Autobiography, Queer Time, and the Future

From the Series: Queer Futures

Photo by Michael Held.

Maddeningly, I missed all but the last few minutes of this conversation, due not so much to queer time as to Google time, which moved all my calendar appointments forward into the future by one hour when I landed in Washington, DC—my time got all scrambled up. As such, my thoughts about the (no) future of queer anthropology are prompted by my friends’ and colleagues’ words, after the fact, to ask: How did I get from there/then to here/now? And what of a queer anthropology?

There/then was almost twenty years of work, beginning when I was twenty-six, with members of New York City communities that might or might not call themselves transgender, trying to figure out how this emergent term was enabling people to conceive of radically separable gendered and sexual identities (and indeed, what “gender” and “sexuality” could mean) to propose a different kind of world with relatively little attention to the histories of the divergence of these terms in relation to one another (Valentine 2007). Here/now (at age forty-eight) is my just-completed six-year longitudinal ethnographic research on the future imaginaries of a widely dispersed group of United States entrepreneurs, engineers, scientists, and other advocates who make the radical proposal that in order to survive into the very deep future, humans must migrate off Earth to other places in the cosmos (and who are building space ships and technologies to enable this).

Like most of my friends responding to Tom’s initial prompt, I would point to the connections between these projects, and indeed, I am impelled to do so by the structures of academic employment and intellectual evaluation. You don’t want to be seen as a dilettante in this business, because that would certainly mean no future, and ensuring intellectual reproduction (and a future for yourself and your students) is a crucial part of this conversation. And with great sincerity, like Mary and Cymene, I can emphasize the points of intellectual connections between them: my interest in futurity and language—how people use narrative and language to propose, create, and revise different kinds of future worlds, ordered in ontologically different ways—is central to both projects. It is in the nature of autobiography—the mode I have entered here—to reorder past events to make sense from the vantage of that past’s future. And as with all autobiography, this is a true account even as it is constructed.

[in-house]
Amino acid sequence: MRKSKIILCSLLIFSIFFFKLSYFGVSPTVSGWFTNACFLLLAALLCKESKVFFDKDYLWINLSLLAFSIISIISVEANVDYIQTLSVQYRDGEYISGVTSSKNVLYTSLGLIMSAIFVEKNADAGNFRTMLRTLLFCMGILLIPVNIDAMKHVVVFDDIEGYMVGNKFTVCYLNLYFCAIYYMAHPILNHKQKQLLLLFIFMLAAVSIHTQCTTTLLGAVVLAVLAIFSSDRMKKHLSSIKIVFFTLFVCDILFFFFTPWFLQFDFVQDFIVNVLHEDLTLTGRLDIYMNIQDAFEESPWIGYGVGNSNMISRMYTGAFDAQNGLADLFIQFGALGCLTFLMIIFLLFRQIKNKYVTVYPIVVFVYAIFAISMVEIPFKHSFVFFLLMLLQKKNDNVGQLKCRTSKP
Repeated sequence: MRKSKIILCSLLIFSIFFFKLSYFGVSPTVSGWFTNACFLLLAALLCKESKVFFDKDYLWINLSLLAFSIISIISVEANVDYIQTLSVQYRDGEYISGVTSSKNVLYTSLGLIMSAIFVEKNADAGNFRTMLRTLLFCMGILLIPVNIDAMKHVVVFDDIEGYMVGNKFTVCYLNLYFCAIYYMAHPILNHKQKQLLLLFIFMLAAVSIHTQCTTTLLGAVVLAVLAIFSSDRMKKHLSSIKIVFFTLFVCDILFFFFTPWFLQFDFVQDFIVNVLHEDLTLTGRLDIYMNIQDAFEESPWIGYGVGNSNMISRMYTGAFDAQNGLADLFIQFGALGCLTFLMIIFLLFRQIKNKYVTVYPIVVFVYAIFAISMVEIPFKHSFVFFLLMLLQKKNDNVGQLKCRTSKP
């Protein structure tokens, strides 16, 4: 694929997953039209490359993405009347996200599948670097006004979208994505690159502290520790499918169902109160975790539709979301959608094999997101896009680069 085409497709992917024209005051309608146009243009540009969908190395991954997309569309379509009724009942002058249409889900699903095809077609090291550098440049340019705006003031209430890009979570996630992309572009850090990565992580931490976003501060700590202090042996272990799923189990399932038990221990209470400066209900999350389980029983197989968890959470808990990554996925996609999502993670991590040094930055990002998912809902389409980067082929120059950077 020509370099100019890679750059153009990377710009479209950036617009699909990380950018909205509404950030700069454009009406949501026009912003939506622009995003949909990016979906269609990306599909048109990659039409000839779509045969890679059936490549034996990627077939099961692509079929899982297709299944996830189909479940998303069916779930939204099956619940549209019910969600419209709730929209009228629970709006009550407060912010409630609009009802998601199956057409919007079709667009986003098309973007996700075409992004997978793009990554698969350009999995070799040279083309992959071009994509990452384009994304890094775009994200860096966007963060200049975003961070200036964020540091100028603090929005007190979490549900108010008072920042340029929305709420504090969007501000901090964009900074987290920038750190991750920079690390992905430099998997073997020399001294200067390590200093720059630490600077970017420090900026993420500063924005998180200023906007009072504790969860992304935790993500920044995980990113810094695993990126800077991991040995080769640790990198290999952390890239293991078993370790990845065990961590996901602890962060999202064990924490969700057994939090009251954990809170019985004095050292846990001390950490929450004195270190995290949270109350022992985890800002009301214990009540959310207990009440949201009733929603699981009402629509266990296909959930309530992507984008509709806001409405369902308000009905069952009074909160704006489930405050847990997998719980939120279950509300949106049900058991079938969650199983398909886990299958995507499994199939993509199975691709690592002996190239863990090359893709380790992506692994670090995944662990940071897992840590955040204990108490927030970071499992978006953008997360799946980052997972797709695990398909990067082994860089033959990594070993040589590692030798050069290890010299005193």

But—and this is hard to admit—making such a shift was a relief, at least at first. My dissertation project had my sexual and gender identity on the line all the time. Imagining Transgender opens with exactly that point: did I and my study participants enter the space of the social in the same ontological and epistemological frame, or were we fundamentally different? That frame shifted all the time, and it was disorienting, challenging, and exhausting. Writing my dissertation was hard; writing it as a book took bloody determination. So it was a relief not to have my own self as the shadow at the center of my project. It was a relief not to have to deal with the sometimes rawness of my data. And it was a relief not to contemplate field research that could last until 6am. Rather than being the young, white, and clearly queer guy handing out condoms from my bicycle to trans-identified sex workers and clubgoers at all hours of the early morning, I was a middle-aged (presumed heterosexual) professional white man with a briefcase in a sea of other middle-aged (presumed heterosexual) professional white men with briefcases at professional space conferences, and at more conventional, bourgeois times of the day.

But my own trajectory in time as a queer researcher, the different times of fieldwork, and the ways that autobiographical time works against the grain of clock time have erased this relief and queered my experience of this research in a few ways. The first thing that I have realized, and that I think queer anthropology has given me as a fundamental insight, is that the personal is never separate from fieldwork. This is not a restatement of the reflexive turn; rather, it’s a key insight from queer fieldwork that your self is at stake in—and is formative of—the questions you take on, whether or not your project is a self-evidently “queer” one. Nowadays, my fieldwork experiences provoke and trouble not the naturalness of my gendered or sexual identity, but the naturalness of my commitment to time itself: linear time, the enduring utopianism in my political thinking, the order of history, even the lifespan of planet Earth. In turn, my study participants, even as they are engaged in a rationalist project (if outlandish to many), must actively span and loop across massive time scales, theories of history, and visions of past and future to enable their work to go forward. As in my dissertation work, those different views and experiences of time come up against one another; they provoke and trouble and queer. If queer anthropology has secured any future, it is precisely because, in my view, it prompts us toward thinking through relations of nature and time. It does not allow for resolution or relief, only new questions about apparently fixed and natural differences. That is, it doesn’t take Google Calendar to scramble up my time.qu


Valentine, David. 2007. Imagining Transgender: An Ethnography of a Category. Durham, N.C.: Duke University Press.